Waste treatment costs could limit UK fracking

A lack of specialist waste treatment facilities could limit the development of fracking in the UK, research suggests.

Safe treatment and disposal of the wastewaters arising from fracking could cost more than £1 million over the lifetime of each well, Edinburgh researchers say.

Wastewater make-up

Scientists studied wastewaters from wells in the US to better understand the volume and make-up of wastewater that would be generated by a UK shale gas industry.

They reviewed the methods used to treat waste from the fracking process, in which gas is extracted from shale rock by injecting water and sand at high pressure.

Although the chemical make-up of UK wastewater is not well known – as only one shale gas well has produced such waste to date – the water can be several times saltier than seawater and contains naturally occurring radioactive material.

Salinity treatment

They found that treating the salinity and other chemicals in wastewater at existing facilities could cost between £100,000 and £1 million per well under current treatment regulations.

This would require between 2 and 26 per cent respectively of the expected total revenue from each well, researchers say.

Radioactive material

More than £160,000 per well could also be needed to treat and dispose of the naturally occurring radioactive material – known as NORM – present in wastewater, the team says.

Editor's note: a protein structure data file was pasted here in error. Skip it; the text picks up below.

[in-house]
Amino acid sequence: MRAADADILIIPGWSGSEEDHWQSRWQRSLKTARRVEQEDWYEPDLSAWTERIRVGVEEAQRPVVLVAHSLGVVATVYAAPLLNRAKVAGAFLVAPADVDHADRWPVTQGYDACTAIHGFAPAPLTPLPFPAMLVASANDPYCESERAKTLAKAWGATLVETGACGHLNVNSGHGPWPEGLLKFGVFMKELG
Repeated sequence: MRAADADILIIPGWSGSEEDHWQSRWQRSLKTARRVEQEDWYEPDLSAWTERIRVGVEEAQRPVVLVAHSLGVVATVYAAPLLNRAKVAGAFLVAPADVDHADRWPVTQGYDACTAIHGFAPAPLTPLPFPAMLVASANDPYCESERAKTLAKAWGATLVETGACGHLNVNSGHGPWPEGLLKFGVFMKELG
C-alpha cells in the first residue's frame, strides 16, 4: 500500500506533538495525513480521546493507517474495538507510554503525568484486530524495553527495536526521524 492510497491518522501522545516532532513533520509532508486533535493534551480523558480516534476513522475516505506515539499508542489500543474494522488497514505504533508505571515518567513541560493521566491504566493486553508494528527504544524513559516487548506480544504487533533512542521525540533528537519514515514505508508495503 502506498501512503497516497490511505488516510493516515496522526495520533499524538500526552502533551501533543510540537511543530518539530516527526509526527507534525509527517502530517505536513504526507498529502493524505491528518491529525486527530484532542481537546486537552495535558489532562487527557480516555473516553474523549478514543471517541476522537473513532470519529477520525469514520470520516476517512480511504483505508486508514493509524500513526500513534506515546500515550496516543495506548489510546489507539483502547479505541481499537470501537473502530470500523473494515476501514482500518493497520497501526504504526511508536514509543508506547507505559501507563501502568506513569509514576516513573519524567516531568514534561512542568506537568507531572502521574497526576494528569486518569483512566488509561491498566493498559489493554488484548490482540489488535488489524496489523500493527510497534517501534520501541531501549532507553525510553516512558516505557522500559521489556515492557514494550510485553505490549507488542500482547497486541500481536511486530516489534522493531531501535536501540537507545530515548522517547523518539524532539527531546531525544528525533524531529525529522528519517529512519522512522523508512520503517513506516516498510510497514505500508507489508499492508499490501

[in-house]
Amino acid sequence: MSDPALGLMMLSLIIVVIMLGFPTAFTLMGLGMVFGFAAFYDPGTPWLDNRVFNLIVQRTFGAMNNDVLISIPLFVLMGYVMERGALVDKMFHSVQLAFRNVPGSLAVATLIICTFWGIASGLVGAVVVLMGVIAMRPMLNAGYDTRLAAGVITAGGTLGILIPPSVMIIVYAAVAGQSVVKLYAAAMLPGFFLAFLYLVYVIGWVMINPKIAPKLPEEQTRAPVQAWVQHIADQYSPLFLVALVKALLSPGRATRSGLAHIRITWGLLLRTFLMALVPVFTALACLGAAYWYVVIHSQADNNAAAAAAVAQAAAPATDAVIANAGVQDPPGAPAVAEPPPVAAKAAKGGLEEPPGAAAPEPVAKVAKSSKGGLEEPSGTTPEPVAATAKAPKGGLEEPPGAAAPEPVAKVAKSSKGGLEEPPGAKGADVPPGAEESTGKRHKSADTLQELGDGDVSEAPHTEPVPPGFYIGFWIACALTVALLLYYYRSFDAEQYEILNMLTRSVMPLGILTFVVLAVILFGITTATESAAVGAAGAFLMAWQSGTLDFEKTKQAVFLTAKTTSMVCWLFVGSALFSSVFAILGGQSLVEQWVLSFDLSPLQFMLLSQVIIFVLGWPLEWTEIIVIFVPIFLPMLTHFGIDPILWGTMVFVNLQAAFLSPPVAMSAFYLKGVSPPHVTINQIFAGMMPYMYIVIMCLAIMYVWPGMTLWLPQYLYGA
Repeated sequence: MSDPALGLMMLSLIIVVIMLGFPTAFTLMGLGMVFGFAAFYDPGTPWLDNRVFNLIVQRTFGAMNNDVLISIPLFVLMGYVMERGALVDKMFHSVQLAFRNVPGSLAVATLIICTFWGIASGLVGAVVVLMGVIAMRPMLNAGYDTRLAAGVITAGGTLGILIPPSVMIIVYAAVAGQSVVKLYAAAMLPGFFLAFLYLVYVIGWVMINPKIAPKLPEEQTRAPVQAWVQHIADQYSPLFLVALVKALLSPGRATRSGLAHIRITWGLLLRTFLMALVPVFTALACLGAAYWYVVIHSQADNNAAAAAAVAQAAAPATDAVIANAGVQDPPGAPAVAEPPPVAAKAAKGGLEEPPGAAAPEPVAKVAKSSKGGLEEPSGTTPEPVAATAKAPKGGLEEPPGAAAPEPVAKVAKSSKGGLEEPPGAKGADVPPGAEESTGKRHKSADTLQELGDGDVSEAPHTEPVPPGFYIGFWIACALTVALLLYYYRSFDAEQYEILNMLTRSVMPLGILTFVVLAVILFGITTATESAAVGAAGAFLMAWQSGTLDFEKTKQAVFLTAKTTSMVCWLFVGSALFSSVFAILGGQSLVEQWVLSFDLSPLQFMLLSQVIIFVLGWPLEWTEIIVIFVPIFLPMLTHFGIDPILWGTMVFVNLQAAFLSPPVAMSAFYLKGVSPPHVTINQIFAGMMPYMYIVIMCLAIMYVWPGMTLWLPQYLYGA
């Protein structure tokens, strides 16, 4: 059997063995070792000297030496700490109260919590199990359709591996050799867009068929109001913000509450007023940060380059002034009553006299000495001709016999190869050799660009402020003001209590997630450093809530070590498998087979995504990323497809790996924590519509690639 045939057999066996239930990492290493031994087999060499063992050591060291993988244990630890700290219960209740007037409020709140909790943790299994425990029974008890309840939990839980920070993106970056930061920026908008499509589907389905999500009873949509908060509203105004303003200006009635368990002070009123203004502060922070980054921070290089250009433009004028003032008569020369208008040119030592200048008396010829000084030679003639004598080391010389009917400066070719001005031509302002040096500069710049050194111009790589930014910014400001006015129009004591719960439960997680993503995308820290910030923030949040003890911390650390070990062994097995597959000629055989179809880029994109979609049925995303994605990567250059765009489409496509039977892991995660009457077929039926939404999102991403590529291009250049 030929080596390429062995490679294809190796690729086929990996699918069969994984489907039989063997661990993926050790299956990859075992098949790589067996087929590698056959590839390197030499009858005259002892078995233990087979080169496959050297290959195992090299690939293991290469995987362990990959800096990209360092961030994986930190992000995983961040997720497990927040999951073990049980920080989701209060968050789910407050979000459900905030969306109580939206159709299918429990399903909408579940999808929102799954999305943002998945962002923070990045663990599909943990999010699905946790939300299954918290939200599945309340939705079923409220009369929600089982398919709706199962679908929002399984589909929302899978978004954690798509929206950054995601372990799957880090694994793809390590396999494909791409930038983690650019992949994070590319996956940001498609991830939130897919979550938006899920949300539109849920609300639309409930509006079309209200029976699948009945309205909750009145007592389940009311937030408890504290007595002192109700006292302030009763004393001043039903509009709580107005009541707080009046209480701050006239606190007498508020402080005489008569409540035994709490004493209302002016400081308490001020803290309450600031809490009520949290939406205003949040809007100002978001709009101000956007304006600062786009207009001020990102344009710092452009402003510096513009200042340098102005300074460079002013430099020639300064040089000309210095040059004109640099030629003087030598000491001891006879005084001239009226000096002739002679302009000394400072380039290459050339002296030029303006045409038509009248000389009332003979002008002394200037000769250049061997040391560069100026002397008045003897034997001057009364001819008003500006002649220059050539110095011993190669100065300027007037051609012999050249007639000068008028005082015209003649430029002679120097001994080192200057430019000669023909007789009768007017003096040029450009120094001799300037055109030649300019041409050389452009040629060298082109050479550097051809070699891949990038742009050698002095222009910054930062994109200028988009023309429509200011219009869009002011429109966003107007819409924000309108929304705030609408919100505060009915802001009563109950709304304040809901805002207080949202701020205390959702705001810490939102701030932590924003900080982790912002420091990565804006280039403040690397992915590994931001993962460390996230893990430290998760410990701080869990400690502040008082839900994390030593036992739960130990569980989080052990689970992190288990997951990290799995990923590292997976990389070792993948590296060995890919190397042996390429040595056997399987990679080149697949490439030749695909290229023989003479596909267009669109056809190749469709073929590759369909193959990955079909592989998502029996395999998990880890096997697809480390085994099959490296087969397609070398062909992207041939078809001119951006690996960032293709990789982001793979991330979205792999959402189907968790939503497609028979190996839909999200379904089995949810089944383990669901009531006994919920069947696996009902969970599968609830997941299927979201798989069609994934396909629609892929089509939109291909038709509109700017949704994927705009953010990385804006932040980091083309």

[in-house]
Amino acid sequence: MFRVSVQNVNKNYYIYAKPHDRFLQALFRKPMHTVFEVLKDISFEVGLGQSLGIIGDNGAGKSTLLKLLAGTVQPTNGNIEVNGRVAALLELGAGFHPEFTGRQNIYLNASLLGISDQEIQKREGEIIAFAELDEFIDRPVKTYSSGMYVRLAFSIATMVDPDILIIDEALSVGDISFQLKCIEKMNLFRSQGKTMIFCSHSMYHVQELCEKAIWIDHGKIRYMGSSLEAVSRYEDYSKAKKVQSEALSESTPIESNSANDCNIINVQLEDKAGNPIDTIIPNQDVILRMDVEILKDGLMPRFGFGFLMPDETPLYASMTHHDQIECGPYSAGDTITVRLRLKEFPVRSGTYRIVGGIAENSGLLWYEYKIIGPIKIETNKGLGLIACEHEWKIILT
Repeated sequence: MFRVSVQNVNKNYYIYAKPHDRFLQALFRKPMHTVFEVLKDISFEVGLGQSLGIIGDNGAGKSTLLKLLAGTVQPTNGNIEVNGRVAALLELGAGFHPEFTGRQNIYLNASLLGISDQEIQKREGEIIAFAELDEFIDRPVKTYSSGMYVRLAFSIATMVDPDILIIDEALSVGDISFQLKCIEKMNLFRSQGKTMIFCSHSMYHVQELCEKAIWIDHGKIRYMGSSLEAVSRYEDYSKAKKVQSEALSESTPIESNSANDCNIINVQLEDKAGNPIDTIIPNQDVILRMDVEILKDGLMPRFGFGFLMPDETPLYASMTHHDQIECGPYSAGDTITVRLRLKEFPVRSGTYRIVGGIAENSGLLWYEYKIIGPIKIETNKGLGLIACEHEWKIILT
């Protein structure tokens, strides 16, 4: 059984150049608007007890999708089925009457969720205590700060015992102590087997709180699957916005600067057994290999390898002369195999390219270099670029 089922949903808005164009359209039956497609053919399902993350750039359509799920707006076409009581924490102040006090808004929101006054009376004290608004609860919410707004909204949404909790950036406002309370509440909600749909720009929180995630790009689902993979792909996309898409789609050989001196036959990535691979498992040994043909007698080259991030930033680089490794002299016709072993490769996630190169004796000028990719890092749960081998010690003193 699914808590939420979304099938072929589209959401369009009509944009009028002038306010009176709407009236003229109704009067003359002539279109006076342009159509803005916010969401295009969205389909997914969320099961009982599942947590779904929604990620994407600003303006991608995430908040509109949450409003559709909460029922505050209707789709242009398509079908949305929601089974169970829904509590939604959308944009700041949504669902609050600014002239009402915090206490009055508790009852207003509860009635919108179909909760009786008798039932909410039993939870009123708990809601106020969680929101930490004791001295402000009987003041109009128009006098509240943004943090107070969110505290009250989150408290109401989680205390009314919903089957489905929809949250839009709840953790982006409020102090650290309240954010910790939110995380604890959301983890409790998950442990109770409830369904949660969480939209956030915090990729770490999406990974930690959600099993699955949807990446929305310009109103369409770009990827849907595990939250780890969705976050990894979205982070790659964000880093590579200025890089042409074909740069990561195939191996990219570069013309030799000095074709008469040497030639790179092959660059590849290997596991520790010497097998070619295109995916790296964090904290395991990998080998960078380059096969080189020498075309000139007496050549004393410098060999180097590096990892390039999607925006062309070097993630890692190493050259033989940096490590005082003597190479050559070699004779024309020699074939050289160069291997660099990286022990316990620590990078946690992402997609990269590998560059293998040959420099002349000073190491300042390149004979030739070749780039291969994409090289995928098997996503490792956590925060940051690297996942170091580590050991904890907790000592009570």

They found that the capacity for this treatment is currently limited and could restrict fracking operations if not addressed.

The research, published in Environmental Science: Water Research and Technology, was supported by the European Union’s Horizon 2020 funding programme.

Treating wastewater could require a large outlay of the expected revenue from each well, affecting industry profitability. The UK’s capacity to treat the radioactive material in wastewater is currently limited, which could pose serious waste management issues if the shale gas industry expands at a faster rate than the increase in treatment facilities.
Megan O’Donnell School of GeoSciences
We suggest that industry, wastewater treatment plant operators and UK regulatory bodies work together to produce a coherent strategy for managing wastewater. This would serve to assure the public of its safety and prepare for the expansion of treatment capacity required should a shale gas industry develop in the UK.
Dr Stuart Gilfillan School of GeoSciences

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